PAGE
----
Staying Tax Compliant: Bookkeeping + Self-Employment Tax | Singular Bookkeeping

There are a few areas that all small business owners will have to pay attention to on a regular basis, and one of these is staying tax compliant. There are a few requirements that must be met to remain compliant with the IRS — for some business owners, this can become a major burden along with all the other responsibilities they carry. 

At Singular Bookkeeping, we’re here to help. Our small business accounting services include several areas of tax filing and compliance, and we’ve assisted countless small business owners with remaining in compliance and avoiding penalties or other issues. In this two-part blog series, we’ll go over some simple recommendations we often make to clients on how to stay tax compliant without much major effort. 

tax compliant bookkeeping

Up-to-Date, Accurate Bookkeeping 

First and foremost, the foundation of your tax filings (and several other financial areas) is your bookkeeping system. If you’re using an old shoebox or random folders on your computer to store receipts and other business records, it’s time to make the switch. 

While this may seem like a small detail, there are many benefits associated with having accurate up-to-date bookkeeping information, including being able to produce reports quickly for tax time, being able to identify potential problems early, and staying organized.

All of this information is necessary for compliance with the IRS — if you have incorrect or incomplete information regarding your financial records, it’s likely that your tax filings will be incorrect as well.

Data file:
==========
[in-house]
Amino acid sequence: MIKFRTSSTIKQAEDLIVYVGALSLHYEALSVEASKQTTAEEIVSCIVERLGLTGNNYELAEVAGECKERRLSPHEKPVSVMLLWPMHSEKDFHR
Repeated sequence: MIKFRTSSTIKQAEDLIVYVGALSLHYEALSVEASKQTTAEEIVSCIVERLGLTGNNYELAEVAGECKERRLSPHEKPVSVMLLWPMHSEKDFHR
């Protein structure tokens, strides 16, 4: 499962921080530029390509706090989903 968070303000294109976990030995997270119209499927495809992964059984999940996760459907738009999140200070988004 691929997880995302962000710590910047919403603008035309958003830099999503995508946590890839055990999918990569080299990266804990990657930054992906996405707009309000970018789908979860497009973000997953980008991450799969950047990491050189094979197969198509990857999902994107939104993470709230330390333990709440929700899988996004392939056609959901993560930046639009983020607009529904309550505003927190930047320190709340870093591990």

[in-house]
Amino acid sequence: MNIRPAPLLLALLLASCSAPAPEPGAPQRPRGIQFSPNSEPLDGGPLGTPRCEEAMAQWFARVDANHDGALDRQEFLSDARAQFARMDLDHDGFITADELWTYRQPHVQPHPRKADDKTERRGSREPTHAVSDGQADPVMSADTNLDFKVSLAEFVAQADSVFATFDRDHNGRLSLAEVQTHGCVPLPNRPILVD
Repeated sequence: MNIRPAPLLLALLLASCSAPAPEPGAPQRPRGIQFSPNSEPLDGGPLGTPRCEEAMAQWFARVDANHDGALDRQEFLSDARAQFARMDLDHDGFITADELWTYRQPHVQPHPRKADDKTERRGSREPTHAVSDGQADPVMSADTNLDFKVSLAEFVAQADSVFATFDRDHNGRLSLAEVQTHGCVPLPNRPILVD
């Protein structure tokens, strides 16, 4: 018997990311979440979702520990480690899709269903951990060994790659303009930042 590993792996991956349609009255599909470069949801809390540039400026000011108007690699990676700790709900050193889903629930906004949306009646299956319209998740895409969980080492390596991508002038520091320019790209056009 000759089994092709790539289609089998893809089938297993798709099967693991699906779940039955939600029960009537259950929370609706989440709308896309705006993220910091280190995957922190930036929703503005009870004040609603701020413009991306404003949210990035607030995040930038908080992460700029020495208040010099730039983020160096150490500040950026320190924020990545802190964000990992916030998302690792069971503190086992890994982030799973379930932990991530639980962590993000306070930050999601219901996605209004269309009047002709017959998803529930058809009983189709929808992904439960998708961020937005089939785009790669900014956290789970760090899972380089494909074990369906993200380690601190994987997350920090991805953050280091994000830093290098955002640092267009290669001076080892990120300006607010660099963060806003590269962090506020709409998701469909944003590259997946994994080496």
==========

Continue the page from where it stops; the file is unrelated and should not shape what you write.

Don’t Forget Self-Employment Tax

As a general rule of thumb, self-employment taxes are required for anyone who made $400 or more in net earnings from self-employment, which includes all small business owners. Net earnings from self-employment are defined as the total amount of income you made after deducting specific expenses and business deductions, but before taking any deductions for things like taxes or unemployment insurance.

If your gross earnings from self-employment were over $400 in a year, you should have been sent a form 1040, which includes Schedule C for self-employment. Self-employed individuals will pay 15.3% of income (12.4% for Social Security, 2.9% for Medicare) on a quarterly basis.

If you’re unsure about any part of your requirements here, this is one major area where tax professionals like those at Singular Bookkeeping can be helpful. 

Check for Errors, Omissions, or Unreported Income

It’s not uncommon for small business owners to make mistakes on their tax filings, whether they’re self-employed individuals or corporations. Before you submit any documents to the IRS (or your state’s department of revenue), it is extremely important to review your records and make sure everything is accurate.

While it might take a little longer, we always advise our clients to provide us with as much information as possible about their financial records and tax compliance items like the ones above. This increases the likelihood of any potential problems being caught and corrected before submission. 

For more on how to stay tax compliant as a small business owner, or to learn about any of our bookkeeping and accounting services for small business owners, speak to the team at Singular Bookkeeping today.